Hamish MacDonald (left) was in favor of the tradition of drinks at work, but Rachel Corbett (right) said they should be avoided at all costs.

Project hosts clash over the right of ‘boring’ employees to skip drinks at work after a worker was fired for not participating in ‘fun’ office activities: ‘We should pay ourselves!’

  • A French man was fired for refusing to attend ‘fun’ work functions like drinks
  • He then took his employer to court and “earned the right to be boring.”
  • The Project panel split on the issue of mandatory work cocktails

Hosts of The Project have discussed the etiquette of attending social functions after work and whether employees are still working.

Debate over the Sunday night show sparked after a segment about a French national who sued his employer after he was fired for not participating in ‘fun’ office activities.

A Paris court ruled that the man, known only as ‘Mr T’, was well within his rights to decline invitations to evening events, including weekend drinks, and was awarded $5,000 in compensation, though he also intends to sue. .

The man’s mini-lift had The Project’s Hamish MacDonald labeling it “an absolute bore,” but other panelists weren’t so on board.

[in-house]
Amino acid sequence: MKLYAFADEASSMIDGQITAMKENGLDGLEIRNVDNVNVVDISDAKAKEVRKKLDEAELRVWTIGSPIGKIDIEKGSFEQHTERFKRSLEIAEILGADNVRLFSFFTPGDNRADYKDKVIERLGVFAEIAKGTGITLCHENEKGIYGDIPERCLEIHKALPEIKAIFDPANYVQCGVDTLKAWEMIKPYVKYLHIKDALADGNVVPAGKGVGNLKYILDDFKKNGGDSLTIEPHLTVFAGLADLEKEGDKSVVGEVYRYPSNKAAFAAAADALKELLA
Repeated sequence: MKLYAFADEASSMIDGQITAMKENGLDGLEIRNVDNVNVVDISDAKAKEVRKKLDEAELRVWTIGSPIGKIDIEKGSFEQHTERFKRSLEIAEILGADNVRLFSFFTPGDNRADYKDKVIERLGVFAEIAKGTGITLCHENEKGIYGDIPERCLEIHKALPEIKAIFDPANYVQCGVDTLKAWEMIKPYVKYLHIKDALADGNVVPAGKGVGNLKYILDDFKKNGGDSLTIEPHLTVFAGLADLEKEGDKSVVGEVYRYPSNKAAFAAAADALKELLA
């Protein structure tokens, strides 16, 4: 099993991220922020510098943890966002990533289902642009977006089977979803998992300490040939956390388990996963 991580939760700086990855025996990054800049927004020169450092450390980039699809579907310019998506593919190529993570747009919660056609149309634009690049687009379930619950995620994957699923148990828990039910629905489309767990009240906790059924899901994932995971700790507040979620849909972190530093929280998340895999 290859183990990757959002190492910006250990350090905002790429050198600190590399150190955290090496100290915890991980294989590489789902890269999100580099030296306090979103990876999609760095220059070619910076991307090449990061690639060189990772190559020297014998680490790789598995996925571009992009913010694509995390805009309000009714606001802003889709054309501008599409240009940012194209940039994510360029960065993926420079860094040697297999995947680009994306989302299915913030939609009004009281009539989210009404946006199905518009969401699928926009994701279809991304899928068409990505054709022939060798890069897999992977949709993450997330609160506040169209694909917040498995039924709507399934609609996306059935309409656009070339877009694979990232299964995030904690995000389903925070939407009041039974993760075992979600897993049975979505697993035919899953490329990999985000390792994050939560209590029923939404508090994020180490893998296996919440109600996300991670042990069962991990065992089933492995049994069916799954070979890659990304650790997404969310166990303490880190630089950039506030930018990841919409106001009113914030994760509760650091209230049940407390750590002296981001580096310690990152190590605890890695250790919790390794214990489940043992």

Hamish MacDonald (left) was in favor of the tradition of drinks at work, but Rachel Corbett (right) said they should be avoided at all costs.

Poll

Should careers depend on the social functions of work?

  • Yes, it’s all part of the job, don’t be boring. 1 votes
  • By no means, keep work and social life separate 46 votes

“It’s a win for those of us who don’t want to do this kind of thing… drinking and partying just isn’t my thing,” said co-host Rachel Corbett.

‘Yes, they are… I was on one of these things with you and you made us drive there in a convoy,’ said MacDonald.

“Only because then I make everyone arrive at the door at exactly the same time so I don’t have to go in alone,” Corbett replied.

Celebrity Letters and Numbers host and occasional Project panelist Michael Hing argued that it was his “firm belief that drinks at work count as work.”

“We should get paid… It’s a labor relations issue for me,” Hing said.

“If bosses think there’s some team-bonding experience that can happen over drinks at work, they should pay it and it should happen over lunch.”

The Debate Broke Out After A French Citizen

The debate sparked after a French citizen “won the right to be boring” after taking his employer to court for firing him when he didn’t show up for work drinks (file image)